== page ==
Chapter 37

Plant Nutrition

PowerPoint Lectures for Biology, Seventh Edition
Neil Campbell and Jane Reece

Lectures by Chris Romero
Copyright © 2005 Pearson Education, Inc. publishing as Benjamin Cummings

• Overview: A Nutritional Network • Every organism
– Continually exchanges energy and materials with its environment

• For a typical plant
– Water and minerals come from the soil, while carbon dioxide comes from the air

Copyright © 2005 Pearson Education, Inc. publishing as Benjamin Cummings

• The branching root system and shoot system of a vascular plant
– Ensure extensive networking with both reservoirs of inorganic nutrients

Figure 37.1
Copyright © 2005 Pearson Education, Inc. publishing as Benjamin Cummings

• Concept 37.1: Plants require certain chemical elements to complete their life cycle • Plants derive most of their organic mass from the CO2 of air
– But they also depend on soil nutrients such as water and minerals
CO2, the source of carbon for Photosynthesis, diffuses into leaves from the air through stomata. CO2 H2 O O2 Through stomata, leaves expel H2O and O2. Roots take in O2 and expel CO2. The plant uses O2 for cellular respiration but is a net O2 producer.

Minerals Roots absorb H2O and minerals from the soil.

O2 CO2 H2 O

Figure 37.2

Copyright © 2005 Pearson Education, Inc. publishing as Benjamin Cummings

Macronutrients and Micronutrients • More than 50 chemical elements
– Have been identified among the inorganic substances in plants, but not all of these are essential

• A chemical element is considered essential
– If it is required for a plant to complete a life cycle

Copyright © 2005 Pearson Education, Inc. publishing as Benjamin Cummings

• Researchers use hydroponic culture
– To determine which chemicals elements are essential
APPLICATION In hydroponic culture, plants are grown in mineral solutions without soil. One use of hydroponic culture is to identify essential elements in plants. TECHNIQUE Plant roots are bathed in aerated solutions of known mineral composition. Aerating the water provides the roots with oxygen for cellular respiration. A particular mineral, such as potassium, can be omitted to test whether it is essential.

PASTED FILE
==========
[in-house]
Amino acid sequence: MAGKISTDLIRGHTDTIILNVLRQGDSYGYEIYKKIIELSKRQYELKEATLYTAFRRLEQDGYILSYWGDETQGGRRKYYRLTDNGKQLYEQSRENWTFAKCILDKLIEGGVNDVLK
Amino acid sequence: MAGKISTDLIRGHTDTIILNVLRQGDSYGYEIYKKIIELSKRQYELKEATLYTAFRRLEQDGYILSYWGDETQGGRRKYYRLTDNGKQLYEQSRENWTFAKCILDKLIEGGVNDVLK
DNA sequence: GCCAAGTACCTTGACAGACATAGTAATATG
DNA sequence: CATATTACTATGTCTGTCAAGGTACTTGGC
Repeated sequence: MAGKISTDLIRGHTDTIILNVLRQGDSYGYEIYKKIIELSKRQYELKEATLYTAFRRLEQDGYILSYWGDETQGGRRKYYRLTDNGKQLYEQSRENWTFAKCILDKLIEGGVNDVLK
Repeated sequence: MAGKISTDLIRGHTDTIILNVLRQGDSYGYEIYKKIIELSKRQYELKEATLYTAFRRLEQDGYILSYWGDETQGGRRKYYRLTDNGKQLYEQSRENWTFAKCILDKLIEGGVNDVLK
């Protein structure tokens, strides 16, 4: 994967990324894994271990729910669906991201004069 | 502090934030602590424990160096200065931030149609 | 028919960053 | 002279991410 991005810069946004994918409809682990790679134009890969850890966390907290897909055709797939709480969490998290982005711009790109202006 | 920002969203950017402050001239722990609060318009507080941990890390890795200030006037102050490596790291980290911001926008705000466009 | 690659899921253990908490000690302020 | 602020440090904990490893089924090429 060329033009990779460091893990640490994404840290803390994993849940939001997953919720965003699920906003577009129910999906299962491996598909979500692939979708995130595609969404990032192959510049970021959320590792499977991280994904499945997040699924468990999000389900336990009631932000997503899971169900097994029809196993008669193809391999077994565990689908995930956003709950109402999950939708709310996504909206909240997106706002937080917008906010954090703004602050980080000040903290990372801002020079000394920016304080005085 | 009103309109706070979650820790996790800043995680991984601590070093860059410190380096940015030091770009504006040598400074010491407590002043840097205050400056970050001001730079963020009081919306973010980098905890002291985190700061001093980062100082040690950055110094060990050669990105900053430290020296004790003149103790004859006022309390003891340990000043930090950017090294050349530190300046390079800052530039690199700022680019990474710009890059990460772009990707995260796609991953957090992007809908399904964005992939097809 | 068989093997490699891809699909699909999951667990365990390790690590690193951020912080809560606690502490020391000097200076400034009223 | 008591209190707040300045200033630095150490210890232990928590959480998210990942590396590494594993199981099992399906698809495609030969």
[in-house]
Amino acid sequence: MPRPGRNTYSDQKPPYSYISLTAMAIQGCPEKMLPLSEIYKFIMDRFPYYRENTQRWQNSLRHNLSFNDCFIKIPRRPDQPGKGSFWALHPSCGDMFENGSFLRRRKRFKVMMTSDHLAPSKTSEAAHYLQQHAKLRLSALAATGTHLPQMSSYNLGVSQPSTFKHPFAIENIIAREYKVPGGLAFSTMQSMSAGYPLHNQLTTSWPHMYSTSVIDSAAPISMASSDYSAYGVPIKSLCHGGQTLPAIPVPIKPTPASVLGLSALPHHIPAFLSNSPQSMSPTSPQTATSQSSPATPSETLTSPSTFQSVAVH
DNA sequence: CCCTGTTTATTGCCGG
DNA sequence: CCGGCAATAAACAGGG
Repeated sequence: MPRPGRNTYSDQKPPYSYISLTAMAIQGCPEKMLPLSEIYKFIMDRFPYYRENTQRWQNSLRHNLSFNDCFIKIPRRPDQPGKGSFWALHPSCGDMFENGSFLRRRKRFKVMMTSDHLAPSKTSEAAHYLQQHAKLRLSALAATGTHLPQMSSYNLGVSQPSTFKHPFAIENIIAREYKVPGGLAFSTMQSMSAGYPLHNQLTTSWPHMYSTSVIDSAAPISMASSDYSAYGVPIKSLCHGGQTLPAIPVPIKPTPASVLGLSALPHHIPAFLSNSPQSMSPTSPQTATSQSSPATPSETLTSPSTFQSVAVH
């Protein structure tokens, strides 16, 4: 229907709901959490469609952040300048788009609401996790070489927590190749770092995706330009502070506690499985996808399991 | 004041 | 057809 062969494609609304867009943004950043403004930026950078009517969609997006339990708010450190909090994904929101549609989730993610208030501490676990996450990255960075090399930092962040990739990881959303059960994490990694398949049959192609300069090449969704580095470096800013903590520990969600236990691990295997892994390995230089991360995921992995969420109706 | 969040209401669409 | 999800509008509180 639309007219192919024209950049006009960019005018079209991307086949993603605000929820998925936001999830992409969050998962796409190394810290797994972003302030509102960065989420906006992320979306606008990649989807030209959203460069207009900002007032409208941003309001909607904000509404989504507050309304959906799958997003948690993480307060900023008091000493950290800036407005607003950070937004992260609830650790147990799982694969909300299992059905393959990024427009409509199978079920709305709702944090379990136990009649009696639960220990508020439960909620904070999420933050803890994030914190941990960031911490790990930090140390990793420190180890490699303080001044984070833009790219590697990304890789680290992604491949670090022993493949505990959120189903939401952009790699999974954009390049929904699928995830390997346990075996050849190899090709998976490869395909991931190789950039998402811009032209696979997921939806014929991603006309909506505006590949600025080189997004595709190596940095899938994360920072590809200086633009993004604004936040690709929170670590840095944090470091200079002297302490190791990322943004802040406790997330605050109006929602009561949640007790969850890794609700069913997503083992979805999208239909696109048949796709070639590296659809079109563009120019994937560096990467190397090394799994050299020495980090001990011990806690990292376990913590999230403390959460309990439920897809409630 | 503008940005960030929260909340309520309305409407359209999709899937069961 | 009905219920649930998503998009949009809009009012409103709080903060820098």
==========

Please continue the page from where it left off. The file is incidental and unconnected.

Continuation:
Control: Solution containing all minerals

Experimental: Solution without potassium

Figure 37.3

RESULTS If the omitted mineral is essential, mineral deficiency symptoms occur, such as stunted growth and discolored leaves. Deficiencies of different elements may have different symptoms, which can aid in diagnosing mineral deficiencies in soil.

Copyright © 2005 Pearson Education, Inc. publishing as Benjamin Cummings

• Essential elements in plants

Table 37.1
Copyright © 2005 Pearson Education, Inc. publishing as Benjamin Cummings

• Nine of the essential elements are called macronutrients
– Because plants require them in relatively large amounts

• The remaining eight essential elements are known as micronutrients
– Because plants need them in very small amounts

Copyright © 2005 Pearson Education, Inc. publishing as Benjamin Cummings

Symptoms of Mineral Deficiency • The symptoms of mineral deficiency
– Depend partly on the nutrient’s function – Depend on the mobility of a nutrient within the plant

Copyright © 2005 Pearson Education, Inc. publishing as Benjamin Cummings

• Deficiency of a mobile nutrient
– Usually affects older organs more than young ones

• Deficiency of a less mobile nutrient
– Usually affects younger organs more than older ones

Copyright © 2005 Pearson Education, Inc. publishing as Benjamin Cummings

• The most common deficiencies
– Are those of nitrogen, potassium, and phosphorus
Healthy

Phosphate-deficient

Potassium-deficient

Nitrogen-deficient

Figure 37.4
Copyright © 2005 Pearson Education, Inc. publishing as Benjamin Cummings

• Concept 37.2: Soil quality is a major determinant of plant distribution and growth • Along with climate
– The major factors determining whether particular plants can grow well in a certain location are the texture and composition of the soil

• Texture
– Is the soil’s general structure

• Composition
– Refers to the soil’s organic and inorganic chemical components
Copyright © 2005 Pearson Education, Inc. publishing as Benjamin Cummings

Texture and Composition of Soils • Various sizes of particles derived from the breakdown of rock are found in soil
– Along with organic material (humus) in various stages of decomposition

• The eventual result of this activity is topsoil
– A mixture of particles of rock and organic material

Copyright © 2005 Pearson Education, Inc. publishing as Benjamin Cummings

• The topsoil and other distinct soil layers, or horizons
– Are often visible in vertical profile where there is a road cut or deep hole
The A horizon is the topsoil, a mixture of broken-down rock of various textures, living organisms, and decaying organic matter. A B C The B horizon contains much less organic matter than the A horizon and is less weathered. The C horizon, composed mainly of partially broken-down rock, serves as the “parent” material for the upper layers of soil.

Figure 37.5
Copyright © 2005 Pearson Education, Inc. publishing as Benjamin Cummings

• After a heavy rainfall, water drains away from the larger spaces of soil
– But smaller spaces retain water because of its attraction to surfaces of clay and other particles

• The film of loosely bound water